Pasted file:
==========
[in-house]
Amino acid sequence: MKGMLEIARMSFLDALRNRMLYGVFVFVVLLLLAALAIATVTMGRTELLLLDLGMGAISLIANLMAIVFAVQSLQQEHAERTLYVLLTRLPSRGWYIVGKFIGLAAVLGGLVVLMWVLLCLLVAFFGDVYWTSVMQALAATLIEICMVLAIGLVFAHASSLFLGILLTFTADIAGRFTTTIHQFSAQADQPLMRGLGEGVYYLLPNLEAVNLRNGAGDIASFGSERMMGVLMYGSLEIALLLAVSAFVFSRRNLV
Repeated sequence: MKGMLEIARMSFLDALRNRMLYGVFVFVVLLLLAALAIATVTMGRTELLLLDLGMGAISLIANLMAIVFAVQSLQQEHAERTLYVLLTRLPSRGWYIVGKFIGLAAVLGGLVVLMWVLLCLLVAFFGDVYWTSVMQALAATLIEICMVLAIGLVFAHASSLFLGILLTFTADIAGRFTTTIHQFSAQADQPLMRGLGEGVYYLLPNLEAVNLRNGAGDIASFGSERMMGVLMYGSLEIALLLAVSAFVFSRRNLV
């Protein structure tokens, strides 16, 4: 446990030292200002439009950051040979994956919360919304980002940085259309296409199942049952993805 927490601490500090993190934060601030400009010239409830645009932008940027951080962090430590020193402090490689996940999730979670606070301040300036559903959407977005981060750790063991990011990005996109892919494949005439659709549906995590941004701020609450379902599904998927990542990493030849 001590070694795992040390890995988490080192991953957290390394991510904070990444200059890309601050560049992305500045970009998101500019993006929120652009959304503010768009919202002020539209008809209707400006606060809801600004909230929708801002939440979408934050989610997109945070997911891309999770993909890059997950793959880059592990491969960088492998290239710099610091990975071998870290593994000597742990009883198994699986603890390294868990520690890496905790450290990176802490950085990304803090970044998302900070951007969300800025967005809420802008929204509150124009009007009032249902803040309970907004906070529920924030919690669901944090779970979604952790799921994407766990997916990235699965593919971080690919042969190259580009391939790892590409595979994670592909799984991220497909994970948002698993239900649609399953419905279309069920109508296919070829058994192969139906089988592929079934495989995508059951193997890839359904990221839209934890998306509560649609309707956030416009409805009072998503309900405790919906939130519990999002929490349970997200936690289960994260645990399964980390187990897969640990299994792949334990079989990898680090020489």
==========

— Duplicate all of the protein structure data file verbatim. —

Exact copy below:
[in-house]
Amino acid sequence: MKGMLEIARMSFLDALRNRMLYGVFVFVVLLLLAALAIATVTMGRTELLLLDLGMGAISLIANLMAIVFAVQSLQQEHAERTLYVLLTRLPSRGWYIVGKFIGLAAVLGGLVVLMWVLLCLLVAFFGDVYWTSVMQALAATLIEICMVLAIGLVFAHASSLFLGILLTFTADIAGRFTTTIHQFSAQADQPLMRGLGEGVYYLLPNLEAVNLRNGAGDIASFGSERMMGVLMYGSLEIALLLAVSAFVFSRRNLV
Repeated sequence: MKGMLEIARMSFLDALRNRMLYGVFVFVVLLLLAALAIATVTMGRTELLLLDLGMGAISLIANLMAIVFAVQSLQQEHAERTLYVLLTRLPSRGWYIVGKFIGLAAVLGGLVVLMWVLLCLLVAFFGDVYWTSVMQALAATLIEICMVLAIGLVFAHASSLFLGILLTFTADIAGRFTTTIHQFSAQADQPLMRGLGEGVYYLLPNLEAVNLRNGAGDIASFGSERMMGVLMYGSLEIALLLAVSAFVFSRRNLV
């Protein structure tokens, strides 16, 4: 446990030292200002439009950051040979994956919360919304980002940085259309296409199942049952993805 927490601490500090993190934060601030400009010239409830645009932008940027951080962090430590020193402090490689996940999730979670606070301040300036559903959407977005981060750790063991990011990005996109892919494949005439659709549906995590941004701020609450379902599904998927990542990493030849 001590070694795992040390890995988490080192991953957290390394991510904070990444200059890309601050560049992305500045970009998101500019993006929120652009959304503010768009919202002020539209008809209707400006606060809801600004909230929708801002939440979408934050989610997109945070997911891309999770993909890059997950793959880059592990491969960088492998290239710099610091990975071998870290593994000597742990009883198994699986603890390294868990520690890496905790450290990176802490950085990304803090970044998302900070951007969300800025967005809420802008929204509150124009009007009032249902803040309970907004906070529920924030919690669901944090779970979604952790799921994407766990997916990235699965593919971080690919042969190259580009391939790892590409595979994670592909799984991220497909994970948002698993239900649609399953419905279309069920109508296919070829058994192969139906089988592929079934495989995508059951193997890839359904990221839209934890998306509560649609309707956030416009409805009072998503309900405790919906939130519990999002929490349970997200936690289960994260645990399964980390187990897969640990299994792949334990079989990898680090020489």